When couples are first married, there is a lot of financial planning that needs to be taken care of immediately. You need to think about the cost of raising kids, putting them through college, taking vacations, fixing up the house, and so on. Once you finally get into the swing of married life, it can be easy to coast through to forget about planning for a shared retirement with your spouse. Do not let this happen to you!
Retirement with your partner might just be the best period of your marriage, but only if you approach it the right way. Here is some of the best advice on how to plan for retirement as a couple…
You are both ultimately responsible for your own finances when it comes to retirement, but just as you are making the big financial decisions together right now, you should be making a point of saving for retirement together as well. Start by establishing whether your spouse is on a 401(k). If they are not, is there a way for you to afford a little more pre-tax income added onto your own plan to reach the goals the two of you share? If you or your partner is not working, you may want to look into a Spousal IRA. This will allow you to put funds aside in a tax-deferred account for the benefit of unemployed spouses. Start putting your cards on the table when saving for retirement, and you and your partner will find it so much easier to plan a brighter future.
Strategize your Social Security
Married couples have an excellent opportunity to max out their social security income in the long term by timing both their spousal and individual claims in the right way. Just what is the “right way”, you might be wondering? This all depends on your goals, your age, the age of your spouse and the age of your claim. Applying a little careful planning in the years leading up to age 62, which is the earliest point when you can start collecting, can make a serious, positive difference to the guaranteed income you and your spouse have from here on.
Check Over your Beneficiaries
When you first started your retirement fund, you will probably remember that you had to give the name of at least one beneficiary – the people who would receive the money in the fund when you pass away. Take some time to check this information again, and make sure that it is as up-to-date as possible. You need to consider the possibility of any major life events in the future that could lead to you re-evaluating the way that you have listed your beneficiaries. Your eldest child’s relationship may seem solid right now, but things can change, and you may be surprised by the news of a divorce sometime in the future. Unless one of you has opted for tubal ligation or male sterilisation, there may even be a chance that you have another child in the future. Changing the beneficiaries of your retirement savings can be done easily through your brokerage firm or through the HR department at your work. Just make sure that you do not put it off if you feel you do want to change your beneficiaries. Leaving this decision too late can lead to all kinds of conflict and complications.
Think About your Shared Income Needs
Depending on the stage you are at in your life, it may be easy or hard to gauge the kind of money you will need in your retirement. It is also common for couples to have disagreements over the amount of money they should have access to, even minor ones. You might be convinced that you can make a budget work for you using around half of your current income, whereas your partner might want to lead a slightly more pampered lifestyle, which needs something closer to the amount of disposable income you have right now. Sit down with your partner and talk about your income needs well ahead of time. This will help you align your expectations, and formulate a realistic plan that works for both of you.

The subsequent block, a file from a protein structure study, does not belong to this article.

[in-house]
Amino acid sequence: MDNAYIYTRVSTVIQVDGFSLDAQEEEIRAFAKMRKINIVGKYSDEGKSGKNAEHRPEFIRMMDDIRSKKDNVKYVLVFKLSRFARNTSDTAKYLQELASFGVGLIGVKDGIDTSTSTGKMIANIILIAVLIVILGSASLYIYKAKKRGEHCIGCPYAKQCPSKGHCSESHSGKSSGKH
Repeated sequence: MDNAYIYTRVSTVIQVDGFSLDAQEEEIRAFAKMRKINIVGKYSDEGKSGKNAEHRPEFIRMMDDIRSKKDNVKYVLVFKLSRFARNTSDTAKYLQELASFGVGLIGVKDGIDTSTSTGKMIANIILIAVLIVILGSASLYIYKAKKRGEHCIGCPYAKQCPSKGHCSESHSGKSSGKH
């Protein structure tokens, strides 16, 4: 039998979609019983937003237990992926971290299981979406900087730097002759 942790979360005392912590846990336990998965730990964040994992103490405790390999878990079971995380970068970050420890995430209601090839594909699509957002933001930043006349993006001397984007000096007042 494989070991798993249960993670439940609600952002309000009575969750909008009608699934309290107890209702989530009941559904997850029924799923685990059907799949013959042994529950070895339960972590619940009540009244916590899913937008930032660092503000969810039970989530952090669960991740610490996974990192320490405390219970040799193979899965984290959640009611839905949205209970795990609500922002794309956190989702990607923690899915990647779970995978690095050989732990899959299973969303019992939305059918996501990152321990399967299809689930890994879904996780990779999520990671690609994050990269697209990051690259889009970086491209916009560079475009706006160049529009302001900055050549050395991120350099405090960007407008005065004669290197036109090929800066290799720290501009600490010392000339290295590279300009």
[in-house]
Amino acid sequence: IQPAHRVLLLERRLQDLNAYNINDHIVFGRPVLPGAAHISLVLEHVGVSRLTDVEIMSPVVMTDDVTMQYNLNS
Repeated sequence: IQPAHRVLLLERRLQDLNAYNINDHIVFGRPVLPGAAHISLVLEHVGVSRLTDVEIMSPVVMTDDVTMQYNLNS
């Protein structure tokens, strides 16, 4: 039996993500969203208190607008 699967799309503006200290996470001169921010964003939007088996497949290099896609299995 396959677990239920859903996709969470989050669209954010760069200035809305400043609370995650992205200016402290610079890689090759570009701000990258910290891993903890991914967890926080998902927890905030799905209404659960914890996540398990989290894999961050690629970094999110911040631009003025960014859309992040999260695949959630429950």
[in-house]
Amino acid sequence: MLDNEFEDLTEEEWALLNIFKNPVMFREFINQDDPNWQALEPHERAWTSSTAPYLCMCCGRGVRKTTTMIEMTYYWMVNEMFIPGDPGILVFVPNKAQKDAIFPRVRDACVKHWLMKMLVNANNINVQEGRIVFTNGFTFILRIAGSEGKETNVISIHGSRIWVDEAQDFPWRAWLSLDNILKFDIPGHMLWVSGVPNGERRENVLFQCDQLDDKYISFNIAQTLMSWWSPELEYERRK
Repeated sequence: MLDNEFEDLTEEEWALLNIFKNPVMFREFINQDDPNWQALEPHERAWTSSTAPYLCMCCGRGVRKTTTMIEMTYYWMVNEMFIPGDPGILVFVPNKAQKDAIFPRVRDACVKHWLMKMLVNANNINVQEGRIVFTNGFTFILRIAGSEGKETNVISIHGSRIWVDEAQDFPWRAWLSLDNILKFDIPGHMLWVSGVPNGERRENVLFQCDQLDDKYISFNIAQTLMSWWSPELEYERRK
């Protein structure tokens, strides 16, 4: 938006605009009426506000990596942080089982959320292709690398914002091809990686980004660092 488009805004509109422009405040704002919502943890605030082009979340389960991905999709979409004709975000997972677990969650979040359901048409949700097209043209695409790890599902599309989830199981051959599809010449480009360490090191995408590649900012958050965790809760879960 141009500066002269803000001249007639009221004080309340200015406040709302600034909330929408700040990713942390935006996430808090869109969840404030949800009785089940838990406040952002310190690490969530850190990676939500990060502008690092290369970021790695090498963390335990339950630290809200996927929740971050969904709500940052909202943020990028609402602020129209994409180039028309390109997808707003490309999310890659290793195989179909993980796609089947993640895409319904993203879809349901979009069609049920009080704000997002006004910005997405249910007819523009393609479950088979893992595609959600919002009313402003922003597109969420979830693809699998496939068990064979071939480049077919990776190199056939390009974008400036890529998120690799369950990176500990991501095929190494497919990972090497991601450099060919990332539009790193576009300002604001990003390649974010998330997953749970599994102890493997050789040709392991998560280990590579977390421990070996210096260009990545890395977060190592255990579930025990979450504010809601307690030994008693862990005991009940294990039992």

Don’t Retire at the Same Time
Talk to a cross-section of retirees, and you will probably hear this exact same advice, backed up by a number of different stories. Sure, entering retirement at the exact same time as your partner may sound like a fun decision to make. However, doing this can lead to a range of different adjustments that it can be very difficult for two people to go through at the same time, especially if you’re as comfortable bickering with your spouse as most people! By making sure one partner retires a little later than the other, you’ll give both of you a better opportunity to get used to your new freedoms, daily routines, as well as your hobbies and social life out of the house. Many people are surprised how much adjustment a typical retirement requires, so do not go in thinking that you can wing it! Avoid retiring at the same time, and the transition will be much easier for both of you.
Understand What Divorce Means for Retirement
Of course, if you are happily married after all these years, you should not talk about divorce in relation to your retirement plans as a couple. However, if you can see the marriage ending, and there are assets on the table, you need to work to secure your own savings and assure the progress of your long-term plan. Separating assets during divorce can extend into your retirement plans, through documentation that will allow you to divide the money in a given fund without having to worry about any early withdrawal fees. Furthermore, you may be entitled to financial support from your spouse in retirement.
Whether it is several decades away or just around the corner, planning for retirement with your partner is extremely important, and something that you need to approach in an informed, proactive way. Keep this advice in mind as you move forward with your plans!